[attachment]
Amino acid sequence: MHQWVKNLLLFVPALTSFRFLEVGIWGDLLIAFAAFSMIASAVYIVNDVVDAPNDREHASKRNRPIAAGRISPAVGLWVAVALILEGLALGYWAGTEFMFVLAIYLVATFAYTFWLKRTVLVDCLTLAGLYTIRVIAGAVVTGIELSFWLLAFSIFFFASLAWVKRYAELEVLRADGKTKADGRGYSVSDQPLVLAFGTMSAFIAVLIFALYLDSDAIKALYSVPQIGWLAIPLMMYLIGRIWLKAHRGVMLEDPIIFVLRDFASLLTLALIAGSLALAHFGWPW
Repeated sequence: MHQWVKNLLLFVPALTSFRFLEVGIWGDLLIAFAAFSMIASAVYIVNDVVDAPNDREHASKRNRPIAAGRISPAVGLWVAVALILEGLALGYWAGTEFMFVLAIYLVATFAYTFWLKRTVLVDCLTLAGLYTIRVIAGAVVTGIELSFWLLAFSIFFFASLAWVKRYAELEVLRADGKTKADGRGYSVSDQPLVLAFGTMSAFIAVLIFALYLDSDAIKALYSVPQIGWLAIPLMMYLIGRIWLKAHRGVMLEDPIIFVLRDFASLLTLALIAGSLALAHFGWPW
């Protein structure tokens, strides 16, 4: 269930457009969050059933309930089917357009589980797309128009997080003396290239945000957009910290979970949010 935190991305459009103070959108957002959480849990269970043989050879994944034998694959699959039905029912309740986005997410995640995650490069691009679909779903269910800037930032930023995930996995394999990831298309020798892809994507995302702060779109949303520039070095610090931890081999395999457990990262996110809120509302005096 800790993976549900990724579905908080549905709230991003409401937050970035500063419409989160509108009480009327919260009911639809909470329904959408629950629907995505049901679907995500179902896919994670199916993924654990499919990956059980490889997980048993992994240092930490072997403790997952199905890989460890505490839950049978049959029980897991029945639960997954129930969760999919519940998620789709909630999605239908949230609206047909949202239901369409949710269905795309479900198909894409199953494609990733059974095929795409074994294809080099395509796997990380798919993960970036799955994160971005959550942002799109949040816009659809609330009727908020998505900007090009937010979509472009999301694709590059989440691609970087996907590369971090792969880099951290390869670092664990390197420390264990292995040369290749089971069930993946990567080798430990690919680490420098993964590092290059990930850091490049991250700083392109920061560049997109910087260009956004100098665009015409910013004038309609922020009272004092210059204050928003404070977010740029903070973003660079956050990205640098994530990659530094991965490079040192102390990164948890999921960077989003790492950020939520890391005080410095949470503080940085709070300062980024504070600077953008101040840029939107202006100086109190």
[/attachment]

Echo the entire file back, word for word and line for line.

Amino acid sequence: MHQWVKNLLLFVPALTSFRFLEVGIWGDLLIAFAAFSMIASAVYIVNDVVDAPNDREHASKRNRPIAAGRISPAVGLWVAVALILEGLALGYWAGTEFMFVLAIYLVATFAYTFWLKRTVLVDCLTLAGLYTIRVIAGAVVTGIELSFWLLAFSIFFFASLAWVKRYAELEVLRADGKTKADGRGYSVSDQPLVLAFGTMSAFIAVLIFALYLDSDAIKALYSVPQIGWLAIPLMMYLIGRIWLKAHRGVMLEDPIIFVLRDFASLLTLALIAGSLALAHFGWPW
Repeated sequence: MHQWVKNLLLFVPALTSFRFLEVGIWGDLLIAFAAFSMIASAVYIVNDVVDAPNDREHASKRNRPIAAGRISPAVGLWVAVALILEGLALGYWAGTEFMFVLAIYLVATFAYTFWLKRTVLVDCLTLAGLYTIRVIAGAVVTGIELSFWLLAFSIFFFASLAWVKRYAELEVLRADGKTKADGRGYSVSDQPLVLAFGTMSAFIAVLIFALYLDSDAIKALYSVPQIGWLAIPLMMYLIGRIWLKAHRGVMLEDPIIFVLRDFASLLTLALIAGSLALAHFGWPW
């Protein structure tokens, strides 16, 4: 269930457009969050059933309930089917357009589980797309128009997080003396290239945000957009910290979970949010 935190991305459009103070959108957002959480849990269970043989050879994944034998694959699959039905029912309740986005997410995640995650490069691009679909779903269910800037930032930023995930996995394999990831298309020798892809994507995302702060779109949303520039070095610090931890081999395999457990990262996110809120509302005096 800790993976549900990724579905908080549905709230991003409401937050970035500063419409989160509108009480009327919260009911639809909470329904959408629950629907995505049901679907995500179902896919994670199916993924654990499919990956059980490889997980048993992994240092930490072997403790997952199905890989460890505490839950049978049959029980897991029945639960997954129930969760999919519940998620789709909630999605239908949230609206047909949202239901369409949710269905795309479900198909894409199953494609990733059974095929795409074994294809080099395509796997990380798919993960970036799955994160971005959550942002799109949040816009659809609330009727908020998505900007090009937010979509472009999301694709590059989440691609970087996907590369971090792969880099951290390869670092664990390197420390264990292995040369290749089971069930993946990567080798430990690919680490420098993964590092290059990930850091490049991250700083392109920061560049997109910087260009956004100098665009015409910013004038309609922020009272004092210059204050928003404070977010740029903070973003660079956050990205640098994530990659530094991965490079040192102390990164948890999921960077989003790492950020939520890391005080410095949470503080940085709070300062980024504070600077953008101040840029939107202006100086109190």